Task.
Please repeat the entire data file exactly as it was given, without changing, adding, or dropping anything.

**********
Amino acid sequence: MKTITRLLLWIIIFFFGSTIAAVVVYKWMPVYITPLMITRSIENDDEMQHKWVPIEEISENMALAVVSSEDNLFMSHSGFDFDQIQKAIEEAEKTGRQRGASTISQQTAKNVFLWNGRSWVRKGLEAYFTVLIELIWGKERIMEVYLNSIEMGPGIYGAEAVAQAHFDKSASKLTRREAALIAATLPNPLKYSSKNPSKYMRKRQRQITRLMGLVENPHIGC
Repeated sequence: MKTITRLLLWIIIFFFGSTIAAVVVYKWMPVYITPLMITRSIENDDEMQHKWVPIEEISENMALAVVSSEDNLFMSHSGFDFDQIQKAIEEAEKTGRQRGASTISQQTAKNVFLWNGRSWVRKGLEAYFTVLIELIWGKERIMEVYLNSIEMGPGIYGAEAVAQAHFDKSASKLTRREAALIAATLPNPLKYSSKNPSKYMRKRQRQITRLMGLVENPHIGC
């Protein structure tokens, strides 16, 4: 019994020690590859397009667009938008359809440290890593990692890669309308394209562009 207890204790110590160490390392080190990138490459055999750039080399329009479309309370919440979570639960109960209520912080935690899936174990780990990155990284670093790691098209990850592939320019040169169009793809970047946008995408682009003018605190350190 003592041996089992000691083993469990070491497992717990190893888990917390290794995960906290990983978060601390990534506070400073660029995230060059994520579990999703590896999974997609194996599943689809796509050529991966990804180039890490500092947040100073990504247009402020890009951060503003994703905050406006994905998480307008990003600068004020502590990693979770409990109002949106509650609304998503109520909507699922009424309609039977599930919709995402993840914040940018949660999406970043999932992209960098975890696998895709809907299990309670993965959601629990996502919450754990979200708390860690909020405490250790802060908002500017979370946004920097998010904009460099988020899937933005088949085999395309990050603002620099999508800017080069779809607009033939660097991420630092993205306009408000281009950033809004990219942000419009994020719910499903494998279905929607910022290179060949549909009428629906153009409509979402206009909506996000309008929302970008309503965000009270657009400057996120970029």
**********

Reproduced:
Amino acid sequence: MKTITRLLLWIIIFFFGSTIAAVVVYKWMPVYITPLMITRSIENDDEMQHKWVPIEEISENMALAVVSSEDNLFMSHSGFDFDQIQKAIEEAEKTGRQRGASTISQQTAKNVFLWNGRSWVRKGLEAYFTVLIELIWGKERIMEVYLNSIEMGPGIYGAEAVAQAHFDKSASKLTRREAALIAATLPNPLKYSSKNPSKYMRKRQRQITRLMGLVENPHIGC
Repeated sequence: MKTITRLLLWIIIFFFGSTIAAVVVYKWMPVYITPLMITRSIENDDEMQHKWVPIEEISENMALAVVSSEDNLFMSHSGFDFDQIQKAIEEAEKTGRQRGASTISQQTAKNVFLWNGRSWVRKGLEAYFTVLIELIWGKERIMEVYLNSIEMGPGIYGAEAVAQAHFDKSASKLTRREAALIAATLPNPLKYSSKNPSKYMRKRQRQITRLMGLVENPHIGC
């Protein structure tokens, strides 16, 4: 019994020690590859397009667009938008359809440290890593990692890669309308394209562009 207890204790110590160490390392080190990138490459055999750039080399329009479309309370919440979570639960109960209520912080935690899936174990780990990155990284670093790691098209990850592939320019040169169009793809970047946008995408682009003018605190350190 003592041996089992000691083993469990070491497992717990190893888990917390290794995960906290990983978060601390990534506070400073660029995230060059994520579990999703590896999974997609194996599943689809796509050529991966990804180039890490500092947040100073990504247009402020890009951060503003994703905050406006994905998480307008990003600068004020502590990693979770409990109002949106509650609304998503109520909507699922009424309609039977599930919709995402993840914040940018949660999406970043999932992209960098975890696998895709809907299990309670993965959601629990996502919450754990979200708390860690909020405490250790802060908002500017979370946004920097998010904009460099988020899937933005088949085999395309990050603002620099999508800017080069779809607009033939660097991420630092993205306009408000281009950033809004990219942000419009994020719910499903494998279905929607910022290179060949549909009428629906153009409509979402206009909506996000309008929302970008309503965000009270657009400057996120970029």